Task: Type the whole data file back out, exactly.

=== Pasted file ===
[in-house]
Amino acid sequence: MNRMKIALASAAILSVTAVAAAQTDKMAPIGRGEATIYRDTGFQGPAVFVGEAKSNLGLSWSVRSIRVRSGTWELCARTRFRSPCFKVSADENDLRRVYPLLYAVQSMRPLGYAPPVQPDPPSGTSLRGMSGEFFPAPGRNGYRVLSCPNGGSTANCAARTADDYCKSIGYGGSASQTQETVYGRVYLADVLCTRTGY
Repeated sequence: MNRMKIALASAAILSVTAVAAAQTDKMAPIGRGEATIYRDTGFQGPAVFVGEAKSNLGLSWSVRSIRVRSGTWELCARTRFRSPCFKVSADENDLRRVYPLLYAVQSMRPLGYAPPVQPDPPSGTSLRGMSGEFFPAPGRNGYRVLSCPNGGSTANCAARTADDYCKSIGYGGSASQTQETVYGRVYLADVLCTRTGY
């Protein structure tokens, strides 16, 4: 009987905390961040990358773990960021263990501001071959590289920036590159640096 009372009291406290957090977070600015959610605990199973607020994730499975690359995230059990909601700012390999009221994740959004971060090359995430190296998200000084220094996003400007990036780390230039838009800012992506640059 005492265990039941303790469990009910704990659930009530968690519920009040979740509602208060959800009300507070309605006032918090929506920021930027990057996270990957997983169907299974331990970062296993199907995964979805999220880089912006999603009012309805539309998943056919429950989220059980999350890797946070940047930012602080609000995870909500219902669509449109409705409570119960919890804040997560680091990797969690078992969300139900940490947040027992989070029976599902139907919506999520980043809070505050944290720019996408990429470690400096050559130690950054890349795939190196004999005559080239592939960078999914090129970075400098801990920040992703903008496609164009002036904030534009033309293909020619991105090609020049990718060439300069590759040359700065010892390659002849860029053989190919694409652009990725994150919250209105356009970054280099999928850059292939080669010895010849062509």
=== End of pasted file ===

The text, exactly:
[in-house]
Amino acid sequence: MNRMKIALASAAILSVTAVAAAQTDKMAPIGRGEATIYRDTGFQGPAVFVGEAKSNLGLSWSVRSIRVRSGTWELCARTRFRSPCFKVSADENDLRRVYPLLYAVQSMRPLGYAPPVQPDPPSGTSLRGMSGEFFPAPGRNGYRVLSCPNGGSTANCAARTADDYCKSIGYGGSASQTQETVYGRVYLADVLCTRTGY
Repeated sequence: MNRMKIALASAAILSVTAVAAAQTDKMAPIGRGEATIYRDTGFQGPAVFVGEAKSNLGLSWSVRSIRVRSGTWELCARTRFRSPCFKVSADENDLRRVYPLLYAVQSMRPLGYAPPVQPDPPSGTSLRGMSGEFFPAPGRNGYRVLSCPNGGSTANCAARTADDYCKSIGYGGSASQTQETVYGRVYLADVLCTRTGY
């Protein structure tokens, strides 16, 4: 009987905390961040990358773990960021263990501001071959590289920036590159640096 009372009291406290957090977070600015959610605990199973607020994730499975690359995230059990909601700012390999009221994740959004971060090359995430190296998200000084220094996003400007990036780390230039838009800012992506640059 005492265990039941303790469990009910704990659930009530968690519920009040979740509602208060959800009300507070309605006032918090929506920021930027990057996270990957997983169907299974331990970062296993199907995964979805999220880089912006999603009012309805539309998943056919429950989220059980999350890797946070940047930012602080609000995870909500219902669509449109409705409570119960919890804040997560680091990797969690078992969300139900940490947040027992989070029976599902139907919506999520980043809070505050944290720019996408990429470690400096050559130690950054890349795939190196004999005559080239592939960078999914090129970075400098801990920040992703903008496609164009002036904030534009033309293909020619991105090609020049990718060439300069590759040359700065010892390659002849860029053989190919694409652009990725994150919250209105356009970054280099999928850059292939080669010895010849062509």